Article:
A VPN is a great way to secure your internet traffic by masking your IP through heavy-duty encryption. A lot of people use VPN to access game betas, hide traffic from ISPs, access website content behind government firewalls (like in China), or protect themselves from malicious attackers and hackers.
A VPN is a powerful tool with many benefits, but when people find out that they might need one just to do something else they want to do, their first reaction is always: is it free? As in the case of many things–“free” isn’t always a good thing, and when considering free VPNS, it’s an actually an appalling thing.
Take Hola VPN for example. It is one of the most popular VPN services around, with over 47 million active users around the globe using their VPN services to change their IP address. Unfortunately, Hola VPN was caught converting their own user’s computers into miniature proxy servers. Many of these free users were un-knowingly renting their own bandwidth to the highest bidder.
A premium VPN service like TorGuard uses individual remote servers that are maintained and controlled by TorGuard itself. When a user connects to the remote server, they are given a special IP address that is shared with other users on the TorGuard VPN network to provide more anonymity. All data flowing through the VPN tunnel is encrypted, and you can choose from multiple servers around the world. Free VPN services might allow you to access unrestricted content but at what price? Well, turns out a significant one! Free VPN services like Hola was also found to be selling bandwidth collected from its user base. Users became, and still are, part of an enormous botnet that involves renting out bandwidth to those who paid.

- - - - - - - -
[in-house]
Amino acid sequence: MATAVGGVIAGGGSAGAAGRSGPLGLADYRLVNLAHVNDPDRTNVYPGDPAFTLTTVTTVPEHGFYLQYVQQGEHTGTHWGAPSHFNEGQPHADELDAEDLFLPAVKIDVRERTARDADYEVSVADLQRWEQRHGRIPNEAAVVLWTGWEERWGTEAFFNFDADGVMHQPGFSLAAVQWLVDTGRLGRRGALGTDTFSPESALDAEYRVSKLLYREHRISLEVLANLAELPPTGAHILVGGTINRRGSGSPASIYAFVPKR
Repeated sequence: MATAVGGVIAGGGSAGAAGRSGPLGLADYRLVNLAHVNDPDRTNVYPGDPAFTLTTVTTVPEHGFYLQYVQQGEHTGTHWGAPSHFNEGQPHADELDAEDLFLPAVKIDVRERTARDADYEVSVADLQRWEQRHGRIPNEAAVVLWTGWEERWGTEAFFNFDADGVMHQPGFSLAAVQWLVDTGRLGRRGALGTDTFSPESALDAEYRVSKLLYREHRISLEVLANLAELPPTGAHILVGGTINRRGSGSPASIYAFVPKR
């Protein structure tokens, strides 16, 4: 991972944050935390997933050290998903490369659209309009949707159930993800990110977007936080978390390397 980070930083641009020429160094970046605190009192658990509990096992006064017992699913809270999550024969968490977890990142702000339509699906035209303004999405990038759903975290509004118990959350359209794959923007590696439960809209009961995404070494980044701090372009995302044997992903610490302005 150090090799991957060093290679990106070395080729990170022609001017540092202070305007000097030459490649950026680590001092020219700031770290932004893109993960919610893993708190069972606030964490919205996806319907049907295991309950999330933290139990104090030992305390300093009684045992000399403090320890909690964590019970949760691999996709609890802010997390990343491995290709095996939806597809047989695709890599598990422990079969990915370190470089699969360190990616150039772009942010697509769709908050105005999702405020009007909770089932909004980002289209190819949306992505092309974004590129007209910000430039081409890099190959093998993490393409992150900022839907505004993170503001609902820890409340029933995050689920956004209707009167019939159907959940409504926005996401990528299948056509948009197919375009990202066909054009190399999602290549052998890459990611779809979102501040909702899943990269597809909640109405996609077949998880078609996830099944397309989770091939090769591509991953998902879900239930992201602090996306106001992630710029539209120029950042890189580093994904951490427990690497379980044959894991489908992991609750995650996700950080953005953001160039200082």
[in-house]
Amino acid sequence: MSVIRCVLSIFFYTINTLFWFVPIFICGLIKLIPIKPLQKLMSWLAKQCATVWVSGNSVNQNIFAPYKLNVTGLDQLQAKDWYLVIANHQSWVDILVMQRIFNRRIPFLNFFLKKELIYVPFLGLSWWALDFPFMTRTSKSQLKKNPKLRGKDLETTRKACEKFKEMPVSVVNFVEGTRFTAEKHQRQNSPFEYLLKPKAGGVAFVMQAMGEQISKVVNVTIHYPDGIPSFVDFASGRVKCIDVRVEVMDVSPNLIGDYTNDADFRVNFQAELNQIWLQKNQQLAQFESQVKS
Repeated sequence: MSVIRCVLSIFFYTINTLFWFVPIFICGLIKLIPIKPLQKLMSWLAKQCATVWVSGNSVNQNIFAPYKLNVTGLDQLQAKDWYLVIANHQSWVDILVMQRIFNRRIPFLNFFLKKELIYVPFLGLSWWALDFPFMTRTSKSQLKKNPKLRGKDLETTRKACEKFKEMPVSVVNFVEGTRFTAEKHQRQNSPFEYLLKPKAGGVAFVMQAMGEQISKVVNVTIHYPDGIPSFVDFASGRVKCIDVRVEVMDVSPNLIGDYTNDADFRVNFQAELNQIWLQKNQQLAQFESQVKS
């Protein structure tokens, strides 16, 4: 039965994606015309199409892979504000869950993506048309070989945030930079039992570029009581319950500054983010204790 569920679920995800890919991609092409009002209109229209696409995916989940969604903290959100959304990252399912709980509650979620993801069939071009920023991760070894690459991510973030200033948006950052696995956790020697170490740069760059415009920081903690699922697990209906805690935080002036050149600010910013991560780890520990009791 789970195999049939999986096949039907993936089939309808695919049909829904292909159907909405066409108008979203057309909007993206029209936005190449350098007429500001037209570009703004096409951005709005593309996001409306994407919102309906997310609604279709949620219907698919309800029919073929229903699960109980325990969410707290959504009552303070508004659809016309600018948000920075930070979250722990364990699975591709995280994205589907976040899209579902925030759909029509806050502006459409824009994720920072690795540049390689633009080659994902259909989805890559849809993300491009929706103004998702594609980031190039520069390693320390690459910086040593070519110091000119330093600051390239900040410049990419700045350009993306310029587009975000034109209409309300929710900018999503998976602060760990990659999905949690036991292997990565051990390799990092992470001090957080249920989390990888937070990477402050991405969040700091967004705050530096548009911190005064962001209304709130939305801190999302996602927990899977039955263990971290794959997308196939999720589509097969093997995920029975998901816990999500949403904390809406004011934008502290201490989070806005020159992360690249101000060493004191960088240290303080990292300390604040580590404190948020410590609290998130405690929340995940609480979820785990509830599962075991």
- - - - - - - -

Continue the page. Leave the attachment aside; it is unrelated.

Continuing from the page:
As in the case of Hola, free VPNs are always out to make a profit, whether through channels associated with selling your data out to marketing firms to target ads, installing ads into your connection, or allocating your bandwidth around for money. If you truly value privacy, you’re better off not even using a VPN than a free one.
VPNs bandwidth doesn’t grow on trees. In fact, running a reliable VPN requires an extremely influential business with powerful servers located all around the world. TorGuard uses state of the art encryption, maintains a strict no logging policy, offers 24/7 customer service staff, and a plethora of other valuable features that make the service worth using.
Take TorGuard or example. It gives its users access to over 1200 servers over 42+ locations, 24/7 365 days a year support, multiple app and proxy offerings across every platform–like iOS and Android apps, Chrome and Firefox extensions, Stealth VPN and more. It has an enormous commitment to privacy and encryption.
No one cares more about privacy than the staff here at TorGuard VPN. So next time you’re considering a free VPN, the small prices associated with purchasing a cheap VPN plan will greatly outweigh sacrificing your personal privacy.